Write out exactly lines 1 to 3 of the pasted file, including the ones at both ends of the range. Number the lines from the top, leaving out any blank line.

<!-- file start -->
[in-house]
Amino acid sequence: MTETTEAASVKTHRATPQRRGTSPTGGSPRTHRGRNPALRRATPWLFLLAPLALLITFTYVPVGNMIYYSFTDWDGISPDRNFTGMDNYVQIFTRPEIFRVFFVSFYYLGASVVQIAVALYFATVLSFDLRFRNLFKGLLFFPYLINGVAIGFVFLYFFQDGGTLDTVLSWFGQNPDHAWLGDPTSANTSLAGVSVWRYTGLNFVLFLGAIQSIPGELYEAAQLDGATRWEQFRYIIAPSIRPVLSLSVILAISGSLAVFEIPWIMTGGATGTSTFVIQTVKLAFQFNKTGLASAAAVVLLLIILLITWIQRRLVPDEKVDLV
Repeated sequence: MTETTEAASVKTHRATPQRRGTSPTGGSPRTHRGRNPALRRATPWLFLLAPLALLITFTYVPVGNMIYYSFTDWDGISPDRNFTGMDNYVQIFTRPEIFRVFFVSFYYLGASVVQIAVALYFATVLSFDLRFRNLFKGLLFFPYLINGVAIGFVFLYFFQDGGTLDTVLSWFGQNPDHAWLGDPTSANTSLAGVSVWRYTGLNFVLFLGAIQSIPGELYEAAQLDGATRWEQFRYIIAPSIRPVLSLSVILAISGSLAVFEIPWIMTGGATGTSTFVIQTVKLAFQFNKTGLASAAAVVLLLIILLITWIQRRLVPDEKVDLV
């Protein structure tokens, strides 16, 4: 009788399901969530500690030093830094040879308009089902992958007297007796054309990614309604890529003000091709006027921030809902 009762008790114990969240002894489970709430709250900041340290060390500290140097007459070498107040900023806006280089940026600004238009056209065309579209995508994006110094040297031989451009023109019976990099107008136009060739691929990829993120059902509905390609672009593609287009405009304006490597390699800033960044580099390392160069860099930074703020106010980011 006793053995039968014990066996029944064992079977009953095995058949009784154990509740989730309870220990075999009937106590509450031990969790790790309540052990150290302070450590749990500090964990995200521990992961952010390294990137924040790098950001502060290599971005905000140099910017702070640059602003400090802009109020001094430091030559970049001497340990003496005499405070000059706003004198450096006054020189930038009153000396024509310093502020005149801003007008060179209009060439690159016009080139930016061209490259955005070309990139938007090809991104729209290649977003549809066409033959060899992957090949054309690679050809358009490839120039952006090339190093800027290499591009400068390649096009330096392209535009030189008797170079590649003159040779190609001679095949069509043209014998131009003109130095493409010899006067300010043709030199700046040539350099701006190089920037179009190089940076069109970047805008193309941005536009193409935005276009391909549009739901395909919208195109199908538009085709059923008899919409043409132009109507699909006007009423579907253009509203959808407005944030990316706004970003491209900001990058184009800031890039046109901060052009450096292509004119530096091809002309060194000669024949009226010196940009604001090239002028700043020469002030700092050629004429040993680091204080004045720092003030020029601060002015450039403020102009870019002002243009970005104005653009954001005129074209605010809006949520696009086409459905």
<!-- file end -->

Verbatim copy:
[in-house]
Amino acid sequence: MTETTEAASVKTHRATPQRRGTSPTGGSPRTHRGRNPALRRATPWLFLLAPLALLITFTYVPVGNMIYYSFTDWDGISPDRNFTGMDNYVQIFTRPEIFRVFFVSFYYLGASVVQIAVALYFATVLSFDLRFRNLFKGLLFFPYLINGVAIGFVFLYFFQDGGTLDTVLSWFGQNPDHAWLGDPTSANTSLAGVSVWRYTGLNFVLFLGAIQSIPGELYEAAQLDGATRWEQFRYIIAPSIRPVLSLSVILAISGSLAVFEIPWIMTGGATGTSTFVIQTVKLAFQFNKTGLASAAAVVLLLIILLITWIQRRLVPDEKVDLV
Repeated sequence: MTETTEAASVKTHRATPQRRGTSPTGGSPRTHRGRNPALRRATPWLFLLAPLALLITFTYVPVGNMIYYSFTDWDGISPDRNFTGMDNYVQIFTRPEIFRVFFVSFYYLGASVVQIAVALYFATVLSFDLRFRNLFKGLLFFPYLINGVAIGFVFLYFFQDGGTLDTVLSWFGQNPDHAWLGDPTSANTSLAGVSVWRYTGLNFVLFLGAIQSIPGELYEAAQLDGATRWEQFRYIIAPSIRPVLSLSVILAISGSLAVFEIPWIMTGGATGTSTFVIQTVKLAFQFNKTGLASAAAVVLLLIILLITWIQRRLVPDEKVDLV